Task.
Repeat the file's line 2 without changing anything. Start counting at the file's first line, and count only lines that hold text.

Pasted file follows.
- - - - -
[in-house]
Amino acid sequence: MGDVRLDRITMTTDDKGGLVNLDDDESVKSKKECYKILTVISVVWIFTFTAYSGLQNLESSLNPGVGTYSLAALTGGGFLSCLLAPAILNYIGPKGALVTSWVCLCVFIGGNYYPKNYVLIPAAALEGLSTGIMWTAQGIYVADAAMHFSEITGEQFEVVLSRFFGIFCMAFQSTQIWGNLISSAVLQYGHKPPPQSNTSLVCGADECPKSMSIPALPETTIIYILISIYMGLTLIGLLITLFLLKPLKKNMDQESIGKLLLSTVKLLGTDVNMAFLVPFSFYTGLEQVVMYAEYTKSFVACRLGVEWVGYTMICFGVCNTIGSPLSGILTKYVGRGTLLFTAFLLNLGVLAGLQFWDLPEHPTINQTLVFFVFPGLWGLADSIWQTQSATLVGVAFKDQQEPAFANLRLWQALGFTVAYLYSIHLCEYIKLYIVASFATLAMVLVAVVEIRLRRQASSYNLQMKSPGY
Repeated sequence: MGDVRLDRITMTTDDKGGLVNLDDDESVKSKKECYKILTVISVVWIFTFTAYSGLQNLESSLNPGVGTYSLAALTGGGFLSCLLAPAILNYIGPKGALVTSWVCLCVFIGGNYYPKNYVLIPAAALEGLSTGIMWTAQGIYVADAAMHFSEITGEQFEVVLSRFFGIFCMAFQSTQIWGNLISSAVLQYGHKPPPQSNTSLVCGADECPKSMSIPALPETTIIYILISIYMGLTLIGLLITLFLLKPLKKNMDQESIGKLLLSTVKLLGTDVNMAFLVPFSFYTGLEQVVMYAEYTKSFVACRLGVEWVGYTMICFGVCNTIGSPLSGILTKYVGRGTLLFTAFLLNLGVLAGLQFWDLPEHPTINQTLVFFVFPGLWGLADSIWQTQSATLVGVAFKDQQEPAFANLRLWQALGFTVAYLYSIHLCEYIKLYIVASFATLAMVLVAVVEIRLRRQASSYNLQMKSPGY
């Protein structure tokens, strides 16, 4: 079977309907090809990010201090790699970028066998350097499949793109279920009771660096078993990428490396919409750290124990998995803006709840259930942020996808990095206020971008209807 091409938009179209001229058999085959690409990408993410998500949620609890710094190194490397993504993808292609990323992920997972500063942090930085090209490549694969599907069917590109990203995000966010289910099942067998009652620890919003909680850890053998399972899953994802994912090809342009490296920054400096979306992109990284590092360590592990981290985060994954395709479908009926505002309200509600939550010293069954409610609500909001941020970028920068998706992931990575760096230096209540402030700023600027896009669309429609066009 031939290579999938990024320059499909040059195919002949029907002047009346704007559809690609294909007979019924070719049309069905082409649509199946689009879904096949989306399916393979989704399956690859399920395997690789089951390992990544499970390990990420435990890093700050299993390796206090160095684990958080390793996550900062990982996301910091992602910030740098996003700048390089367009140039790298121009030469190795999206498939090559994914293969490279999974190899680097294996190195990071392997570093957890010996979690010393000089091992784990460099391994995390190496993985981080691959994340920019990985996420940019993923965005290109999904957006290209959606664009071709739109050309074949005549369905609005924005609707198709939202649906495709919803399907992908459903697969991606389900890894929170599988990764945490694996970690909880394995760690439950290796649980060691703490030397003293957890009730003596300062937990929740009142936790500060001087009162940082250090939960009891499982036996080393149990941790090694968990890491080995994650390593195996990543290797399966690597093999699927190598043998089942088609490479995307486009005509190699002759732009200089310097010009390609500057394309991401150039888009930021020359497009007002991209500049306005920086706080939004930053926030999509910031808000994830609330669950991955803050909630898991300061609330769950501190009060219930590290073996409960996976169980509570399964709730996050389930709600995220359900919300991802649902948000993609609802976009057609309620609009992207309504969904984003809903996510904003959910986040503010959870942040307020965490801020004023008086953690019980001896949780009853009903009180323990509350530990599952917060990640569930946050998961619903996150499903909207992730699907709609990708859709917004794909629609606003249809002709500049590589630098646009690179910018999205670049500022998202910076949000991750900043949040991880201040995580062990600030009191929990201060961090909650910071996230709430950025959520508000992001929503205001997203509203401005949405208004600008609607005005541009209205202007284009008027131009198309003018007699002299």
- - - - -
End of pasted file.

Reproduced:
Amino acid sequence: MGDVRLDRITMTTDDKGGLVNLDDDESVKSKKECYKILTVISVVWIFTFTAYSGLQNLESSLNPGVGTYSLAALTGGGFLSCLLAPAILNYIGPKGALVTSWVCLCVFIGGNYYPKNYVLIPAAALEGLSTGIMWTAQGIYVADAAMHFSEITGEQFEVVLSRFFGIFCMAFQSTQIWGNLISSAVLQYGHKPPPQSNTSLVCGADECPKSMSIPALPETTIIYILISIYMGLTLIGLLITLFLLKPLKKNMDQESIGKLLLSTVKLLGTDVNMAFLVPFSFYTGLEQVVMYAEYTKSFVACRLGVEWVGYTMICFGVCNTIGSPLSGILTKYVGRGTLLFTAFLLNLGVLAGLQFWDLPEHPTINQTLVFFVFPGLWGLADSIWQTQSATLVGVAFKDQQEPAFANLRLWQALGFTVAYLYSIHLCEYIKLYIVASFATLAMVLVAVVEIRLRRQASSYNLQMKSPGY